Self-sufficiency garden helps Avon Park residents
Pallavi Agarwal | Highlands TodayAVON PARK - Dressed in a striped tie, black pants and a vest, it was not hard to tell that Tyrone Simpson was all business, even when getting his hands caked with dirt.
Published: September 26, 2012
Published: September 26, 2012
"There is an opportunity here," Simpson proclaimed, as he dug a hole and stuck a basil sapling in his 4-foot-by-4-foot plot.
Simpson was already brimming with ideas. Perhaps a vegetable stand or just some horticultural experience on his resume, he figured.
The Avon Park Housing Authority's Housing Specialist Bea Gillians beamed at his enthusiasm.
That's exactly what housing officials hope will catch on among residents of their new transitional and emergency housing, which offers homeless or near homeless families a roof over their heads and life- and job-skills training to get back on their feet.
Tuesday, the county's extension service director Mike Jensen and two Master Gardeners from the program were there to help residents navigate through the basics of planting vegetables and herbs in what the housing authority calls its "self-sufficiency garden."
"Put your name on the list and what you'll like to grow and we'll help you grow it," instructed Master Gardener Charles Reynolds, as he gave a quick introduction to what works in Florida soil.
The idea is not just to give residents a chance to grow something that can help them make money, like a vegetable stand, but a plot of land they can call their own and nurture, Gillians said.
Of its 16 transitional housing units, 14 are full and the waiting list has 85 names.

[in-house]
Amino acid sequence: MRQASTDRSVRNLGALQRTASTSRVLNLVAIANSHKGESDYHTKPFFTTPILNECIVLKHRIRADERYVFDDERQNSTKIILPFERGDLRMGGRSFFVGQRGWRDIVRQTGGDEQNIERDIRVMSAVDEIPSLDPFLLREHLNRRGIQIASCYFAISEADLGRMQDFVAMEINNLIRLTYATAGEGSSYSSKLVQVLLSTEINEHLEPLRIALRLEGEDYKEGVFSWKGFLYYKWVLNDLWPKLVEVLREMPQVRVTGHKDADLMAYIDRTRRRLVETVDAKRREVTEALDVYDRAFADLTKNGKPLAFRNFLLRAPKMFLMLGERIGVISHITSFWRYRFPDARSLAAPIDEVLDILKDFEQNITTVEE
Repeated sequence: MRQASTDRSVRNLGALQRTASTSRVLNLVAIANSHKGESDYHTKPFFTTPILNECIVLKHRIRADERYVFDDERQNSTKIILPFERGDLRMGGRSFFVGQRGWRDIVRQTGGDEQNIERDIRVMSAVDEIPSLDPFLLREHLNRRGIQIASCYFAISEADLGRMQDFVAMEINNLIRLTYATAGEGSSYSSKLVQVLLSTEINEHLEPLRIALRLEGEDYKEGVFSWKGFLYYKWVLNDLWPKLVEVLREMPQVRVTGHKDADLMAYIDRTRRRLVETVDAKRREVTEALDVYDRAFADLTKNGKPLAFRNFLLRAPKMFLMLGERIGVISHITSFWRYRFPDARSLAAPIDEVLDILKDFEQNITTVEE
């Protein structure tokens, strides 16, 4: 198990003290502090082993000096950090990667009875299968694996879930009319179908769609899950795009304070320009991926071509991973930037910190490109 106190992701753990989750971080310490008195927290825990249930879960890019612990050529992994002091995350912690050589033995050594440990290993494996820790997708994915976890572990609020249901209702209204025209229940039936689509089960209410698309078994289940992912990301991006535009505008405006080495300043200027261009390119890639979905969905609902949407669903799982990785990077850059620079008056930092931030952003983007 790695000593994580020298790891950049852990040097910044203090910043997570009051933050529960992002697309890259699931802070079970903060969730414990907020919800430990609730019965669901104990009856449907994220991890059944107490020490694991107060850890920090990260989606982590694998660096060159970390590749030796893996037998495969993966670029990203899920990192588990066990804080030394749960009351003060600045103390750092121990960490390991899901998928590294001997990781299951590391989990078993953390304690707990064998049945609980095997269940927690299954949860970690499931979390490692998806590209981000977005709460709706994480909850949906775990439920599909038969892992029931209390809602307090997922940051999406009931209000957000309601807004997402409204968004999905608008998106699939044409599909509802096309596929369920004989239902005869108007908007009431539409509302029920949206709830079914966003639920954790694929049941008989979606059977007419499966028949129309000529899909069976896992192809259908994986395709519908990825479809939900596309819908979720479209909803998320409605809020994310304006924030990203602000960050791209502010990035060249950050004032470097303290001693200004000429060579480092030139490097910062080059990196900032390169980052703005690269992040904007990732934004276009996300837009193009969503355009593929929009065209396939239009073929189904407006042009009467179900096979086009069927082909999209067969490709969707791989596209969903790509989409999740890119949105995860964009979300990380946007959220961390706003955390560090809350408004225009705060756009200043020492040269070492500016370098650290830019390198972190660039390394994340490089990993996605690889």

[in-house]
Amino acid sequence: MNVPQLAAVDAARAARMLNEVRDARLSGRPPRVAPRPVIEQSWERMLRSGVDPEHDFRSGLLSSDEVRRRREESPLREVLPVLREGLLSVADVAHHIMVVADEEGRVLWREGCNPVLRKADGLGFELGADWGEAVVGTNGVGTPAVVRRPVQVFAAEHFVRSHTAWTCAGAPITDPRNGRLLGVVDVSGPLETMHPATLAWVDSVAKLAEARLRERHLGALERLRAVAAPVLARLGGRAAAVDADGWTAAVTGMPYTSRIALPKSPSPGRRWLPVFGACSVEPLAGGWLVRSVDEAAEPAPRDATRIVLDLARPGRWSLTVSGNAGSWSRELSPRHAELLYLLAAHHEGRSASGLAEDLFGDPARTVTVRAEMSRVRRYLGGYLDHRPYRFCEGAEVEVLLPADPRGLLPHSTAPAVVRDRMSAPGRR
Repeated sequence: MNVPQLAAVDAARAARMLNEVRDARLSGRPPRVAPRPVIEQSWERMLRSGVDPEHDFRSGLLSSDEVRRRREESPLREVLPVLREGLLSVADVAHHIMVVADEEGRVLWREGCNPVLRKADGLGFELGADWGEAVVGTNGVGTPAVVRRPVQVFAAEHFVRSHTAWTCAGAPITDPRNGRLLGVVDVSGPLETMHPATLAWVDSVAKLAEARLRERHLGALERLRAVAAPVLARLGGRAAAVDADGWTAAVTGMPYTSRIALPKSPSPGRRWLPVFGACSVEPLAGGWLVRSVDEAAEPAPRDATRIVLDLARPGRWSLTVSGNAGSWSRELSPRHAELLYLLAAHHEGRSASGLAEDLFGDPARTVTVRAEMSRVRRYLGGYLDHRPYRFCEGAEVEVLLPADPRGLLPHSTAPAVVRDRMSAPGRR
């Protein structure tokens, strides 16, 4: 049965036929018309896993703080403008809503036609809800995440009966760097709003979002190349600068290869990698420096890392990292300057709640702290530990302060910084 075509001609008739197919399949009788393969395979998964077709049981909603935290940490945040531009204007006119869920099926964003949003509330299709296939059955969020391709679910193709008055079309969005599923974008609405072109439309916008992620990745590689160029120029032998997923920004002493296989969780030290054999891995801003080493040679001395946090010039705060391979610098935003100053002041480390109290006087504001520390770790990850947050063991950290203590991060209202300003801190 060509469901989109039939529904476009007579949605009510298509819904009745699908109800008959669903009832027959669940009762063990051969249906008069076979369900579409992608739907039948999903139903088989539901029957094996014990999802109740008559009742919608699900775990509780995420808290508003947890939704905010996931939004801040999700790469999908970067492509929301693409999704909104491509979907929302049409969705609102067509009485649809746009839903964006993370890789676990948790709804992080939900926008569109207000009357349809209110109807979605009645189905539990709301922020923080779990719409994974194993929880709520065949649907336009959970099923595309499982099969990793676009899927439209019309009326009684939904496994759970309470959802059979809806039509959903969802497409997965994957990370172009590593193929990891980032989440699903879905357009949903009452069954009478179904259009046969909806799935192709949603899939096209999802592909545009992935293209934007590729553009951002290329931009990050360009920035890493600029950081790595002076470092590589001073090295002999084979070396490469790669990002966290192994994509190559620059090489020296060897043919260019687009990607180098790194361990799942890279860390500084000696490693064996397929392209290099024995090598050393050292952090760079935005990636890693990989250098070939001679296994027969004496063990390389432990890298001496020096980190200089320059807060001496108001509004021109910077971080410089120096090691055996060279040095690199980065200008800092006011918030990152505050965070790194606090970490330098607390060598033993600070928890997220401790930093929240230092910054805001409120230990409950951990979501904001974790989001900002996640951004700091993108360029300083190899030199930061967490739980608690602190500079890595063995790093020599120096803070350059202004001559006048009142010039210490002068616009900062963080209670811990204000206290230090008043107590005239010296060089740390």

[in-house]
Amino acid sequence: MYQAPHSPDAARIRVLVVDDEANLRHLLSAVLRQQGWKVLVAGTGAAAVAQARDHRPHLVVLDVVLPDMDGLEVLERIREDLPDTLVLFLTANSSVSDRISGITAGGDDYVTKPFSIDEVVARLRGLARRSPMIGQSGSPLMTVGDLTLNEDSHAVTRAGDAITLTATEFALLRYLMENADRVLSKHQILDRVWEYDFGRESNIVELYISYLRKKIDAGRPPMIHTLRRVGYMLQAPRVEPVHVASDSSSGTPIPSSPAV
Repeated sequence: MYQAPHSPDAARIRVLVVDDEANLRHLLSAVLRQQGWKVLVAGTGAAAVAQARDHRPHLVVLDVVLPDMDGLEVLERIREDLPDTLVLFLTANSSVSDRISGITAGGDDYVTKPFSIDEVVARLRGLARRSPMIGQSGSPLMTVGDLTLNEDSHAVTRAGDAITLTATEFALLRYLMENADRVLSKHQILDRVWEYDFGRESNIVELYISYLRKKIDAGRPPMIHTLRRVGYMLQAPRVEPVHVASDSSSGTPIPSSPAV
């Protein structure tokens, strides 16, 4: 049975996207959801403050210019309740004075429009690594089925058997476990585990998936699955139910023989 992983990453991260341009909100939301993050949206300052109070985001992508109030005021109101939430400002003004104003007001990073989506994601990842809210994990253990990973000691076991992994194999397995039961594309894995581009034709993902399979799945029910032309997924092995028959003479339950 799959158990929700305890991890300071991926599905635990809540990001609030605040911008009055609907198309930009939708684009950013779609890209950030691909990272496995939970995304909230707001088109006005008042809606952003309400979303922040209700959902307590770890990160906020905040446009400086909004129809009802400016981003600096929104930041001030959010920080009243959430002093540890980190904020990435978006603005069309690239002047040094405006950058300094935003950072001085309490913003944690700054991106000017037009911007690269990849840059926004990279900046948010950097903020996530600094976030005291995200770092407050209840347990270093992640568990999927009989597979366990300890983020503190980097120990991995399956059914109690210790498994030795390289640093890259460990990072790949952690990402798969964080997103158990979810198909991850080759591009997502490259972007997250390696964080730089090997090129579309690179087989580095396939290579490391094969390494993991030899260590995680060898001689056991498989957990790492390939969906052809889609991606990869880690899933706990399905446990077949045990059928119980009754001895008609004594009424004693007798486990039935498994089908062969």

"Everyone here has a story on how they got here," she said.
Some of the residents like Simpson fell on hard times; others are victims of domestic violence or single parents who need a hands-up.
Simpson, who was an assistant manager in a Sebring store two years ago, got laid off. Along with his job, he lost the rental properties he owned. Then he couldn't pay his mortgage and had to let go of his home.
"It was a snowball effect," he remembered.
He tried everything — from cutting grass to hauling pallets. But no one wanted to hire him full time.
Now, while his wife works as a substitute teacher, he is going to school to get a management degree — first an associate's, then a bachelor's degree.
Simpson may be down and out now, but he doesn't believe in letting that get in the way.
"You can learn a lot from failure," he smiled.
While Simpson was strategizing about business possibilities, Katrine Laird was not sure what she had in mind with her 11 pots and planting plot.
"Maybe a vegetable garden," she guessed.
Her boyfriend, Joseph Kirk, also got laid off and couldn't pay the rent; then the other bills stacked up.
Laird, who took a certified nurse assistant course, is waiting to get her certification, while Kirk has signed up to clean up the housing authority's apartments for $8.26 an hour.
Two weeks ago, Kirk threw some of the cherry tomatoes from the garden into his salad.
"Man! They were good," he remembered, holding an armful of green peppers he was handing out to people.
Eating healthy is one of the things Jensen hopes the program will accomplish for residents.
They want to share recipes of healthy foods, and they hope that the food residents grow also will end up on their plates.
"We want to complete the circle," he added.